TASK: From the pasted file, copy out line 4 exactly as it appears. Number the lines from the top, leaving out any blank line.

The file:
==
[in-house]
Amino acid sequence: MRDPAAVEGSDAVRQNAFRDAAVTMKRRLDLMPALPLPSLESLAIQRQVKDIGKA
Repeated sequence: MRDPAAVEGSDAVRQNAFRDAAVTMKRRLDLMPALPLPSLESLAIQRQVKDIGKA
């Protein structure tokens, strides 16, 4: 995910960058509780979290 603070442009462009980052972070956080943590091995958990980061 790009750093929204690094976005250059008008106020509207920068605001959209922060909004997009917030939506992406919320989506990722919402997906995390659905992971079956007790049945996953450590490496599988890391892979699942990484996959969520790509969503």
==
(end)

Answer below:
């Protein structure tokens, strides 16, 4: 995910960058509780979290 603070442009462009980052972070956080943590091995958990980061 790009750093929204690094976005250059008008106020509207920068605001959209922060909004997009917030939506992406919320989506990722919402997906995390659905992971079956007790049945996953450590490496599988890391892979699942990484996959969520790509969503």